Today, January 25, is the Feast of the conversion of St Paul the Apostle. Among the churches celebrating this day are the Catholic, Anglican and Lutheran churches.
I have tried to imagine the Apostle Paul as a boy. Would he or his parents ever have known that Paul would grow up to rise to such prominence? Paul was born in Tarsus of Cilicia (Modern day southeast Turkey) into a strict Jewish family. At some point early in his life, Paul made his way to Jerusalem to study at the feet of Gamaliel, the famous pharisee and “doctor of Jewish law.” I can only imagine both the kind of convictions and connections Paul’s family must have had.
From Paul’s own descriptions of his education, once in Jerusalem he rose to the top of the heap and soon was noted by even the best Jewish teachers for his outstanding intelligence and equally strong convictions. What Paul learned was right. Paul knew it, and he was not budging.
From the book of Acts (9:1-22 and 22:3-16) we read that as a young man Paul became convinced that Jesus followers were so misled, they deserved nothing short of death. He acted on his convictions. The New Testament book of Acts tells us that Paul actually was on his way from Jerusalem to Damascus to find followers of “the Way,” as Paul called it, and bring them back to Jerusalem in chains. Paul had letters from Jewish leaders in Jerusalem endorsing his efforts.
On the way to Damascus Paul could only have imagined what was about to happen. As he neared Damascus, a great light shone around Paul, knocking him to the ground. Right then and there, Jesus – the risen Jewish Messiah — spoke to Paul.
In this encounter, Jesus told him to go into Damascus. The fiercely bright light that shown around Paul blinded him, literally. Paul’s companions had to lead him by hand into Damascus, where they took Paul to where Jesus had also told him to go when he came to Damascus.
Having arrived, Paul immediately met a devout observer of the Jewish law named Ananias, to whom the Lord had also spoken, telling him where to find Paul and what to say to him. When Ananias met Paul, Ananias said: “Saul, my brother, the Lord has sent me. Jesus who appeared to you on the way as you were coming here has sent me to you that you may regain your sight and be filled with the Holy Spirit.”
Paul later recounted that when Ananias spoke, immediately things like scales fell from his eyes and he regained his sight. He got up and was baptized, and when he had eaten, he recovered his strength.
Instantly, everything changed for Paul.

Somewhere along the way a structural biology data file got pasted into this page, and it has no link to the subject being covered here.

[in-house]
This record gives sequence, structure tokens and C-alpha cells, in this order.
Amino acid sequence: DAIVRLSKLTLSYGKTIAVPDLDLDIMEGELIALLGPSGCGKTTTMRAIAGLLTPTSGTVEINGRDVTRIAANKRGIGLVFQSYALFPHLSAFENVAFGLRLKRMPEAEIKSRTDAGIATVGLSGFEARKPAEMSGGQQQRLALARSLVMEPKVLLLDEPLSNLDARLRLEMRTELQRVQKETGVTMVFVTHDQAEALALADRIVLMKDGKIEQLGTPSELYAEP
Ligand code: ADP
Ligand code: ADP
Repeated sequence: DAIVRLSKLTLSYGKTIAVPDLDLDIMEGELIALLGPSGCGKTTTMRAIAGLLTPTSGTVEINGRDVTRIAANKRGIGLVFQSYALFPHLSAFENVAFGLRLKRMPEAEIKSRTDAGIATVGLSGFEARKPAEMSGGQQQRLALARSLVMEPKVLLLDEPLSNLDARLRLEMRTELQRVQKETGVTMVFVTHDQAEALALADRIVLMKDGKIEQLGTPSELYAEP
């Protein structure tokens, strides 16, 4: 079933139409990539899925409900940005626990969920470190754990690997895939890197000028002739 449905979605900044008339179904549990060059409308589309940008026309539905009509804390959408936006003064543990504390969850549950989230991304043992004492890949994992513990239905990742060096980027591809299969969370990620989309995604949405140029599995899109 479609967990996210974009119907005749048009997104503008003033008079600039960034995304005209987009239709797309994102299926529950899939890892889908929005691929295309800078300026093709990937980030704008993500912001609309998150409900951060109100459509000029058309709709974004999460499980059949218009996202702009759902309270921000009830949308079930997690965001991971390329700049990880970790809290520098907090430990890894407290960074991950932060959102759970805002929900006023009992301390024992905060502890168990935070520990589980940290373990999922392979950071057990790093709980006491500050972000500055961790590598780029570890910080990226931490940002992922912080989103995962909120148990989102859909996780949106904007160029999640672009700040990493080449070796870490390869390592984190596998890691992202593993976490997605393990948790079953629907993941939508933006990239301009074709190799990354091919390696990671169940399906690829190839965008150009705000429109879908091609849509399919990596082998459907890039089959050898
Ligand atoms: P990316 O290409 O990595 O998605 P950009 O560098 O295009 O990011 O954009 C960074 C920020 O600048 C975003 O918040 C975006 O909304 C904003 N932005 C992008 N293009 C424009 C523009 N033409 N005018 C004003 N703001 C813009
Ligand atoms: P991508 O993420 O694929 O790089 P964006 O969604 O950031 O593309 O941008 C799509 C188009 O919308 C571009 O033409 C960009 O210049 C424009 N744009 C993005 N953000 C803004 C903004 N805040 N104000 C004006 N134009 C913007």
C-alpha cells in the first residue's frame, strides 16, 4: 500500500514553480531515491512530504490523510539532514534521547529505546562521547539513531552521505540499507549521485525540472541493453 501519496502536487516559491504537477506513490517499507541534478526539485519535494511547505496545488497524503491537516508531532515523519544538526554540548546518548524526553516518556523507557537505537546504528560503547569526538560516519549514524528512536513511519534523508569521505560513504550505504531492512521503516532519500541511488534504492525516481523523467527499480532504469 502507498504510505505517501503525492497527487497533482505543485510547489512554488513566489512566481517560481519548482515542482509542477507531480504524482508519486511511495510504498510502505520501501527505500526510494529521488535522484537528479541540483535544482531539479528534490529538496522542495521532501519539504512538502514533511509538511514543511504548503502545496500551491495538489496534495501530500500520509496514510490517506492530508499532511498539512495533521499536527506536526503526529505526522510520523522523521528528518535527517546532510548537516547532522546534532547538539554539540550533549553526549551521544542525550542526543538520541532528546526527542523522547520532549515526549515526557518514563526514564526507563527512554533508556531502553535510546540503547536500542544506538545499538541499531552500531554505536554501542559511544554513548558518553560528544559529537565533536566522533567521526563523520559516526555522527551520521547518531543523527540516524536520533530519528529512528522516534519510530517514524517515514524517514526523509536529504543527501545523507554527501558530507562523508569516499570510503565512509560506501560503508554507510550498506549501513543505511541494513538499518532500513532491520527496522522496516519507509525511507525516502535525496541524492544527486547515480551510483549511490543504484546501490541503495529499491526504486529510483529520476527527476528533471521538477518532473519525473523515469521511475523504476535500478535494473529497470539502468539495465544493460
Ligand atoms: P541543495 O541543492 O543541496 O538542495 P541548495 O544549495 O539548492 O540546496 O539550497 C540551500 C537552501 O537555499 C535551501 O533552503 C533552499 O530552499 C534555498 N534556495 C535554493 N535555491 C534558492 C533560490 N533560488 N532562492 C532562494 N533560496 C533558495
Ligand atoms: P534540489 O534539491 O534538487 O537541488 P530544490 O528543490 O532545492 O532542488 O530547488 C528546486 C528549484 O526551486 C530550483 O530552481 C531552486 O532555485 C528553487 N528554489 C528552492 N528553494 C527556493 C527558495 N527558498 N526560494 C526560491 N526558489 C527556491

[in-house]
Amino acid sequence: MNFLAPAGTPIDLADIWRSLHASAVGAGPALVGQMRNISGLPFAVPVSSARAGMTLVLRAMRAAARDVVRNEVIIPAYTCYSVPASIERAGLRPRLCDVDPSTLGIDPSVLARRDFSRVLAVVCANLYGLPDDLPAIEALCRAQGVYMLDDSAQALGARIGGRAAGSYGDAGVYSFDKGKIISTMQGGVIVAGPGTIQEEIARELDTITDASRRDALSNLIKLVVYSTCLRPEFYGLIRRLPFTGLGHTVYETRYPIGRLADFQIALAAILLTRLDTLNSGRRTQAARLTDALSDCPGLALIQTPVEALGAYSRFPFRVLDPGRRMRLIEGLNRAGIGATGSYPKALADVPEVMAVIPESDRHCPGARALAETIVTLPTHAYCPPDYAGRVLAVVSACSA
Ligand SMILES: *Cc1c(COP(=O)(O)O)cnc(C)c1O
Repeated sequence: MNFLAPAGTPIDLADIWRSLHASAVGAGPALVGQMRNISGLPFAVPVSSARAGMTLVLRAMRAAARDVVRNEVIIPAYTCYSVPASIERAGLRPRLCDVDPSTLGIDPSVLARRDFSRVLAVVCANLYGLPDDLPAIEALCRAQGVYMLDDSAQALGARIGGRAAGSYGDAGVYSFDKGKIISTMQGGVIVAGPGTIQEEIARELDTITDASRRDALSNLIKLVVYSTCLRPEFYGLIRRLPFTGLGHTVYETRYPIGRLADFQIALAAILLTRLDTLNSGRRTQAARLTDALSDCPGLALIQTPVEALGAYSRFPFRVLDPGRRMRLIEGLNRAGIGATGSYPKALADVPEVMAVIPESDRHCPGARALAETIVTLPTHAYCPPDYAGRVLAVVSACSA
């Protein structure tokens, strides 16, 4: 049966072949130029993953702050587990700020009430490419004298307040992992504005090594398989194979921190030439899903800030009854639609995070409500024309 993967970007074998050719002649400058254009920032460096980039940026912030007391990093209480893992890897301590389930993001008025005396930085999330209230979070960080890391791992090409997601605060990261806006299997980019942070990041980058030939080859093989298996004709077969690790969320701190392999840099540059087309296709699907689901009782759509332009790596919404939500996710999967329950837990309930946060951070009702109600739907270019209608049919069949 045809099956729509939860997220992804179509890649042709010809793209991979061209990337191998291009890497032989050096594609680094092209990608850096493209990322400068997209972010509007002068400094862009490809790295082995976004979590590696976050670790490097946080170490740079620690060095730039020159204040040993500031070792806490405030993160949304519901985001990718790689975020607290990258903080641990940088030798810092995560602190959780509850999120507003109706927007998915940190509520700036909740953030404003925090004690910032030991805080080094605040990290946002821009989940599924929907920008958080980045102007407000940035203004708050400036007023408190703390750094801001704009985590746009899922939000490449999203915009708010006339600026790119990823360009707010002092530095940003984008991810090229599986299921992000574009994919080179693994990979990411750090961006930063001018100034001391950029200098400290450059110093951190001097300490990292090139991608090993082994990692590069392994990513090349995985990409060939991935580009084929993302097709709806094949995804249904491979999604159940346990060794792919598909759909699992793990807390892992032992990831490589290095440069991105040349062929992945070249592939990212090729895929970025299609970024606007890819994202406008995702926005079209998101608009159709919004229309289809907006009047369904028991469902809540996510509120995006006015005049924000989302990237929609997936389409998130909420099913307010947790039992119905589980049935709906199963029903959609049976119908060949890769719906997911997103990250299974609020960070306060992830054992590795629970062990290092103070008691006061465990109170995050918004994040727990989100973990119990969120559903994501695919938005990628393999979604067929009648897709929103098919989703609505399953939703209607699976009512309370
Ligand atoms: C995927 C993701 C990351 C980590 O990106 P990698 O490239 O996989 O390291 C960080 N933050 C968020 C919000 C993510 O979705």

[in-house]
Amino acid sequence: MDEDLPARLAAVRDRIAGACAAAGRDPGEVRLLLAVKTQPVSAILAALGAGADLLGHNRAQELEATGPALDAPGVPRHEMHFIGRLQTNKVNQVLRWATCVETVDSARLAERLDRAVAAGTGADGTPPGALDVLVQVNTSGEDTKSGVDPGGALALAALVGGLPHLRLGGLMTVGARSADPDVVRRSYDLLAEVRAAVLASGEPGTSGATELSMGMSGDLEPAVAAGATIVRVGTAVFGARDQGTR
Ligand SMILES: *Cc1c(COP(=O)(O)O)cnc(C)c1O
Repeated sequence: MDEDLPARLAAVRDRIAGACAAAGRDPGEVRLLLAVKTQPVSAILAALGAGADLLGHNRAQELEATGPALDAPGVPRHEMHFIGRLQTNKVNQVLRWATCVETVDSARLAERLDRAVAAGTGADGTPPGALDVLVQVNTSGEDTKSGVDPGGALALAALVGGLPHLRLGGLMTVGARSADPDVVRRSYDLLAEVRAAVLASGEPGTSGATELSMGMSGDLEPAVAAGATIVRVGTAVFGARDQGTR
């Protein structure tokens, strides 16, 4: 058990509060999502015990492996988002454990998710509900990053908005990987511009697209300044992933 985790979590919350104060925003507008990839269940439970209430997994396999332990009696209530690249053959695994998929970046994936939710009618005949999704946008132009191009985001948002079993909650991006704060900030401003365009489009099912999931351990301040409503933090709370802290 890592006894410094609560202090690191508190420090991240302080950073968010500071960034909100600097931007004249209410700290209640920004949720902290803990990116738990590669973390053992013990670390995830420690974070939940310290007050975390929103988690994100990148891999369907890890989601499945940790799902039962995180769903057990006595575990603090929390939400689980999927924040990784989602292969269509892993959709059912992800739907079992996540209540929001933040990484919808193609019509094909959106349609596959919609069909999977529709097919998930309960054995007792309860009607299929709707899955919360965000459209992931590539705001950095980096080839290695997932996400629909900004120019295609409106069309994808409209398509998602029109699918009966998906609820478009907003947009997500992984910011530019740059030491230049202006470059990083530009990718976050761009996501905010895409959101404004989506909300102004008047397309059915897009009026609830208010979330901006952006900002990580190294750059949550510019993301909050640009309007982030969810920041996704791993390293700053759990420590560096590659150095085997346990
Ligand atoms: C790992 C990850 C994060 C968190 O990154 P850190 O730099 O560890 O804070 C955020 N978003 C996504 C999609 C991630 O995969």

And well, the rest, as they say, is history.
Paul went on to evangelize large parts of the Gentile world, traveling extensively over a 25+-year career. He also wrote many letters to the churches he had started. Those letters are a major part of the Bible we read to this very day.
For me, remembering St. Paul today on the “Feast of his Conversion,” I am most drawn to his words originally written in a letter to the church in Philippi. Here is part of that letter where Paul tells the Philippians that he no longer has any confidence his own efforts:
4 Though I myself have reasons for such confidence.
If someone else thinks they have reasons to put confidence in the flesh, I have more: 5 circumcised on the eighth day, of the people of Israel, of the tribe of Benjamin, a Hebrew of Hebrews; in regard to the law, a Pharisee; 6 as for zeal, persecuting the church; as for righteousness based on the law, faultless.
7 But whatever were gains to me I now consider loss for the sake of Christ. 8 What is more, I consider everything a loss because of the surpassing worth of knowing Christ Jesus my Lord, for whose sake I have lost all things. I consider them garbage, that I may gain Christ 9 and be found in him, not having a righteousness of my own that comes from the law, but that which is through faith in[a] Christ—the righteousness that comes from God on the basis of faith. 10 I want to know Christ—yes, to know the power of his resurrection and participation in his sufferings, becoming like him in his death, 11 and so, somehow, attaining to the resurrection from the dead.
12 Not that I have already obtained all this, or have already arrived at my goal, but I press on to take hold of that for which Christ Jesus took hold of me.
To another church, this one in Galatia, Paul wrote essentially the same words but said it very succinctly: “May I never boast except in the cross of Christ.” (Galatians 6:4)
As I think about Paul’s transformation on this day set aside to celebrate his conversion, I give thanks for this early church leader, pausing to remember what Paul came to know and hoping that all of us, too, will come to know it:
In the end, there is but one reason to boast.